Chemical Ingredients 101: How to Read a Product Label
Ingredient labels for food and other products we use daily often include unfamiliar chemical names. For example, sodium chloride and sodium hydrogen carbonate are often listed on a product label for salt and baking soda.
Why are ingredient labels so complex?
Product manufacturers and chemists routinely rely on technical standards when labeling their products. This helps to ensure quality and consistency. With a little research using credible sources, you can find out why a chemical, or any other specific ingredient, is in a product.
Here are a few examples of chemical compounds in everyday products and the benefits they provide:
- Sodium bicarbonate, commonly known as baking soda, helps to polish teeth.
- Sodium fluoride in toothpaste and other dental care items helps prevent cavities.
- Calcium carbonate, dehydrated silica gels, hydrated aluminum oxides, magnesium carbonate, phosphate salts and silicates aid in the removal of tooth debris and residual surface stains.1
- Sorbitol, a type of sugar derived from fruits, corn and seaweed, helps improve the taste of toothpaste.2
Skin Care Product Ingredients
- Parabens such as methylparaben, ethylparaben, propylparaben, butylparaben, isopropylparaben and isobutylparaben are highly effective in preventing the growth of fungi, bacteria and yeast makeup and shaving cream.
- Preservatives help extend a product’s shelf life and prevent contamination and the growth of harmful bacteria in sunscreens, lotions, shampoos, cleansers, toothpaste and makeup.
- Propylene glycol3 and polypropylene glycols (also known as 1,2-propanediolare) are often in moisturizers, creams and lotions to help attract water to skin. This helps to enhance the skin’s appearance by reducing flaking and restoring suppleness.
- Titanium dioxide is mined from the earth and further processed and purified for use in consumer products like makeup, nail products, bath soaps, foot powders and over-the-counter sunscreen products. Titanium dioxide helps make products white and increases opaqueness. It can absorb, reflect, and scatter light, making it a critical component in some sunscreen products to protect skin from the sun’s harmful ultraviolet radiation.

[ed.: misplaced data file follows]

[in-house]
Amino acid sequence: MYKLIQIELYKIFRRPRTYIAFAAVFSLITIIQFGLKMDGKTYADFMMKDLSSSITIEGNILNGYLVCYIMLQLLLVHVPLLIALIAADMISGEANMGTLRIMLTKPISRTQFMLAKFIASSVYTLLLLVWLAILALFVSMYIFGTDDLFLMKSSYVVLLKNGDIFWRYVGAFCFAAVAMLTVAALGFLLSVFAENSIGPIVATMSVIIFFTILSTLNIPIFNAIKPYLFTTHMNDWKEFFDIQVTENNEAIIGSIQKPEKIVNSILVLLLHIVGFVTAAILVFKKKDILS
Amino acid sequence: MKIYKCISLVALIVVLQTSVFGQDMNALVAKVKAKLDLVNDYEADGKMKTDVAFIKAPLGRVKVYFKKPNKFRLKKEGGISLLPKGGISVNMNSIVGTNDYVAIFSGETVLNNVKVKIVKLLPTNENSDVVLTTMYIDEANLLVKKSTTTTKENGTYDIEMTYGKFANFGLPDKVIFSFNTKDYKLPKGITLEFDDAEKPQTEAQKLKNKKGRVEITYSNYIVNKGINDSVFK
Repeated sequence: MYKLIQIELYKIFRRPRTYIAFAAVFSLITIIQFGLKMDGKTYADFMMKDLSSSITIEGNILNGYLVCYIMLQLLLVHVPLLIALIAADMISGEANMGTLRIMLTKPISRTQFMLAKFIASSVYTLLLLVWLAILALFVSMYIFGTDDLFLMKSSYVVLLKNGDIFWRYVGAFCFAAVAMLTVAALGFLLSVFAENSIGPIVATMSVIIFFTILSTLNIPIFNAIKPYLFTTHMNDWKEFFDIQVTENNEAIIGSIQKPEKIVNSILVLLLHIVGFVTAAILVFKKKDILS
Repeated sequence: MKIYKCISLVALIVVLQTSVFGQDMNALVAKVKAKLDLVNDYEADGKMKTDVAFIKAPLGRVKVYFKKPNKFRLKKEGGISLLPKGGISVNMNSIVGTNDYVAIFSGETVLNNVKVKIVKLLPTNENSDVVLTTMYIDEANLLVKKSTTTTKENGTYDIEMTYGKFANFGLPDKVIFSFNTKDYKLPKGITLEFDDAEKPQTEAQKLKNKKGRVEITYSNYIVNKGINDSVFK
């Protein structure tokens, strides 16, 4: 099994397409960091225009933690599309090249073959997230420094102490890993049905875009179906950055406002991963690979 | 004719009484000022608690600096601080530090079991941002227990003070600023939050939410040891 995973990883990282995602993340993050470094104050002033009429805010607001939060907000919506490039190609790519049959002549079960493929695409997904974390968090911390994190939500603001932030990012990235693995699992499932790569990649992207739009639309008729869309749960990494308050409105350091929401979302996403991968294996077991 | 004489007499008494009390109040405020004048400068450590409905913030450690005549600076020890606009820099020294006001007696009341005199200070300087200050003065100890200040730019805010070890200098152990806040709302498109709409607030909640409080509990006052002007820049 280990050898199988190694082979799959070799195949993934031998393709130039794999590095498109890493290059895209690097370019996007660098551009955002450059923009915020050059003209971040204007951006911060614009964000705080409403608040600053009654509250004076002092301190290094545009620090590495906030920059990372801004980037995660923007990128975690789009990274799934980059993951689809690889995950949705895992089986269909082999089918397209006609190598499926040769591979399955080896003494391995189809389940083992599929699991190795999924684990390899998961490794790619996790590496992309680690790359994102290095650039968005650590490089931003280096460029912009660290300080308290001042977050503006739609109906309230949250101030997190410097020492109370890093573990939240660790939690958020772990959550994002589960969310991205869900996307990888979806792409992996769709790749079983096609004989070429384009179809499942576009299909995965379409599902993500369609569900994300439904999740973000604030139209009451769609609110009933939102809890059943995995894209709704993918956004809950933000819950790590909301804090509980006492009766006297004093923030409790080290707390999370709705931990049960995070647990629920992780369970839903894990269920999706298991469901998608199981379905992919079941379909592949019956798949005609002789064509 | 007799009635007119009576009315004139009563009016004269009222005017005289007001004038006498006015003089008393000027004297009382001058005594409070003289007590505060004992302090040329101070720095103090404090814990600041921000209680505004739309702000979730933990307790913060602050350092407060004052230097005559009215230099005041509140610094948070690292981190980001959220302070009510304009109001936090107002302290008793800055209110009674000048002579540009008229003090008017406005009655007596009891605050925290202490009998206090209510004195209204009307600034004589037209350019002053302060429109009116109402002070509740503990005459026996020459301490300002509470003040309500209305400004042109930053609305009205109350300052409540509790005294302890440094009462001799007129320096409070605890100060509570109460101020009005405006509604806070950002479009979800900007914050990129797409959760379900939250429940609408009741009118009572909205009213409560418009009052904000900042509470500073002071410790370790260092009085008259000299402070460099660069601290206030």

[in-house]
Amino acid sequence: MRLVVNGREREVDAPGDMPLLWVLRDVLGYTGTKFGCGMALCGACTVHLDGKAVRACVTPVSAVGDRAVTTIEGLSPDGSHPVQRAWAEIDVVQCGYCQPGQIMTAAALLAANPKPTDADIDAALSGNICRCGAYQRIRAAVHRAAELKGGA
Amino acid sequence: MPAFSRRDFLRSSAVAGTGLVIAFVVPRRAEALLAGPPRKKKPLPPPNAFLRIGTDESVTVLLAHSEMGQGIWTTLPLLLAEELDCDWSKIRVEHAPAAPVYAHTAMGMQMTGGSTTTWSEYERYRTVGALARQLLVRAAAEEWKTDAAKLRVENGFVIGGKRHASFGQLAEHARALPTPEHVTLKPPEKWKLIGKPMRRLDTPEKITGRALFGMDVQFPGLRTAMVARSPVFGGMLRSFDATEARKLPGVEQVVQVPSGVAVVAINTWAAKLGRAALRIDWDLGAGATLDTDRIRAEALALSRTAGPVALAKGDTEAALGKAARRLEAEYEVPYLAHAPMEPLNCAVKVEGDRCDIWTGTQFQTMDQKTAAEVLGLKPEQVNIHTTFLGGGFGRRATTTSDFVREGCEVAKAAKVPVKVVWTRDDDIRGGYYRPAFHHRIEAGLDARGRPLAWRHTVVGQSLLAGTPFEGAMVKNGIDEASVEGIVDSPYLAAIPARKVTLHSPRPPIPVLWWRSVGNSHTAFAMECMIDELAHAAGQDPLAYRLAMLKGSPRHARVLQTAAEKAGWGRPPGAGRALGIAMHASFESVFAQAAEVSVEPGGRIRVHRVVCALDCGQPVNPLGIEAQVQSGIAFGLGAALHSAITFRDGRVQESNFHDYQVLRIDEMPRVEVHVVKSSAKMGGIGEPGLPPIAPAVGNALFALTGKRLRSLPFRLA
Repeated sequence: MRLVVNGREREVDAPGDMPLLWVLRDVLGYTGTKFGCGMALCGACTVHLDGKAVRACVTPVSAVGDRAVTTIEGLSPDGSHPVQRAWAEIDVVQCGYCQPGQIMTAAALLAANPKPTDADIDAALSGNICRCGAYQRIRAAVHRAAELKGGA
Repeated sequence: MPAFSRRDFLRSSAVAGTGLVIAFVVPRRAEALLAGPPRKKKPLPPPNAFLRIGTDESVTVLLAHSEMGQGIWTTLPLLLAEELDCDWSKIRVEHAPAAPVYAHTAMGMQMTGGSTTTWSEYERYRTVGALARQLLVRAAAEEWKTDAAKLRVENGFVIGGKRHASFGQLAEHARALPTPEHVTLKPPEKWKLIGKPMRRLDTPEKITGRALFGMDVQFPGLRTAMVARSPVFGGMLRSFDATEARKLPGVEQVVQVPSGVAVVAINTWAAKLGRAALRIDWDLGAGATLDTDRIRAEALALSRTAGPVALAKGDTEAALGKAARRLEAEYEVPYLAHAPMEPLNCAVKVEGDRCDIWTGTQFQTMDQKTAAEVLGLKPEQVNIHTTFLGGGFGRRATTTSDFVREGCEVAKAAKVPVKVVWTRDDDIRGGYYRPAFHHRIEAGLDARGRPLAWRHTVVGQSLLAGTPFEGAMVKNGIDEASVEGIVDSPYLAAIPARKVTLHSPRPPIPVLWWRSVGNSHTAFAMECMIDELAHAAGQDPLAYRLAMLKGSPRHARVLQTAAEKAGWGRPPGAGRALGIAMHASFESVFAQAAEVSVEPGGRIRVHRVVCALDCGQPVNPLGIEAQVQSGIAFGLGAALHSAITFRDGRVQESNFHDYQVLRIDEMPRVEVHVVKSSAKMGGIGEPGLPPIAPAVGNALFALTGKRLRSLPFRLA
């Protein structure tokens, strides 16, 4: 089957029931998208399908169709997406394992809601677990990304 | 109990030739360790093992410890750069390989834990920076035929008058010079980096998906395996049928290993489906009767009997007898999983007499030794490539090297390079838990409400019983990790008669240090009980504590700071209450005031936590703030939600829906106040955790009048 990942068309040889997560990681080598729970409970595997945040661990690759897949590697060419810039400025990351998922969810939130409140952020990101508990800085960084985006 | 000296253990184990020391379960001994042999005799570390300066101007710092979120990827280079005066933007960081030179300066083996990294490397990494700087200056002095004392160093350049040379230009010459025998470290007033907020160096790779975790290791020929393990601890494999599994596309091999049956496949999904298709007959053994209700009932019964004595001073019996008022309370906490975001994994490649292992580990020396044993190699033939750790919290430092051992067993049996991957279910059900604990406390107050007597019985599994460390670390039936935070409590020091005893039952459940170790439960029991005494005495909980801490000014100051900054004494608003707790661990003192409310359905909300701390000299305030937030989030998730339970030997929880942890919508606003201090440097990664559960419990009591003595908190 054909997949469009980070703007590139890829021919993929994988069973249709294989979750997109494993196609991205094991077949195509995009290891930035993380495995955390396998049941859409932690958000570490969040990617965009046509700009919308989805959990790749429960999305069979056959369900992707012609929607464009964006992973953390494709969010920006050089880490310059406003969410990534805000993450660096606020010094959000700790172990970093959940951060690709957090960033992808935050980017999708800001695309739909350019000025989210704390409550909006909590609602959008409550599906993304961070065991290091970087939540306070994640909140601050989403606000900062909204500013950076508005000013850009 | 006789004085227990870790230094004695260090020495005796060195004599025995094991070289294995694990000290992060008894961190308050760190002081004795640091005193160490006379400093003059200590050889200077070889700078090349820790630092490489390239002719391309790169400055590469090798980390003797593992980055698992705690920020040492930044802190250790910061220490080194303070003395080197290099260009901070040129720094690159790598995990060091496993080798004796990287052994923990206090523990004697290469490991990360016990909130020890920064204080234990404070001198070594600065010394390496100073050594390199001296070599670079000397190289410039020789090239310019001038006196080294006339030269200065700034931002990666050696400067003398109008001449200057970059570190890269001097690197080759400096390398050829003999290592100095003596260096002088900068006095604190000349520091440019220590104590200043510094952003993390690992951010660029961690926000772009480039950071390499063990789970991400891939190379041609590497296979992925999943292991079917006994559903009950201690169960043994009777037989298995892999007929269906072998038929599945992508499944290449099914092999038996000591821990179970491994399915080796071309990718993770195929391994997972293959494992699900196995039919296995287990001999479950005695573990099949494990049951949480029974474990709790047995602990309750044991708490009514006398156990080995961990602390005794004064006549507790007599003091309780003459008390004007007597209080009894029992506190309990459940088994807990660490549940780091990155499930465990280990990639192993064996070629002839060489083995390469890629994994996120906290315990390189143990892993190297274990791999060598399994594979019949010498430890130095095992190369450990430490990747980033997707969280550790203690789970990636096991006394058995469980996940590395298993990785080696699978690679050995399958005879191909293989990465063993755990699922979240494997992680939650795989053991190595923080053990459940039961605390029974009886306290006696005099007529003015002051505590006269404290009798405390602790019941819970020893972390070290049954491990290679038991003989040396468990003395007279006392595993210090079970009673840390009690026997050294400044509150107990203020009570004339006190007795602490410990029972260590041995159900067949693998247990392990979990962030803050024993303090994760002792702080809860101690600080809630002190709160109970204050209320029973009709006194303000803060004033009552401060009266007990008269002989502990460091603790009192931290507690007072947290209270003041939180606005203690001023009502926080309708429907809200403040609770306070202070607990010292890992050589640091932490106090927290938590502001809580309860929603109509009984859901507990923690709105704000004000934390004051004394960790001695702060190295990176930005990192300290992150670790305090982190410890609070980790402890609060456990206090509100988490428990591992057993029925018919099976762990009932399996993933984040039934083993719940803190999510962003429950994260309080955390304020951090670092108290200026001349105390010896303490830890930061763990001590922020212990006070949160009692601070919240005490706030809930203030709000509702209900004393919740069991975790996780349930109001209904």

- Sodium laureth sulfate4 and ammonium laureth sulfate5 help create a soapy lather in products like bubble baths, bath soaps and detergents and shampoos, to help cleanse hair and skin.
- Triclocarban is an antimicrobial product used in soap and antiseptic foaming solutions (foam hand washes and wound care products) to help reduce harmful bacteria on the skin, as well as lessen transmission of germs.6
- Surfactants are typically used in soap to help in the removal of dirt and oil from hair and skin.
Do you have more questions about chemicals in products? The following resources can help:
- Search for specific chemical ingredients on ChemicalSafetyFacts.org.
- CosmeticsInfo.org has detailed information on ingredients used in person care products.7
- Contact the product manufacturer. The product packaging or label should include contact information or a website.
- Websites maintained by federal agencies such as the FDA8 or the U.S. Centers for Disease Control9 also provide useful information about ingredients and labeling.
How to read a chemical label
The U.S. Occupational Safety and Health Administration (OSHA) requires hazardous chemical labeling as a part of its recent revision of the Hazard Communication Standard. All labels are required to have the following:
- A signal word
- Hazard and precautionary statement
- The product identifier
- Supplier identification
OSHA’s Hazard Communication Standard pictogram provides more information about how to read these labels.10
- Toothpastes | American Dental Association (ada.org)
- Overview of Food Ingredients, Additives & Colors | FDA
- Propylene glycol | C3H8O2 – PubChem (nih.gov)
- Sodium Laureth Sulfate – Cosmetics Info
- Ammonium Laureth Sulfate – Cosmetics Info
- Triclocarban – Cosmetics Info
- Homepage – Cosmetics Info
- U.S. Food and Drug Administration (fda.gov)
- Centers for Disease Control and Prevention (cdc.gov)
- Hazard Communication Standard Pictogram (osha.gov)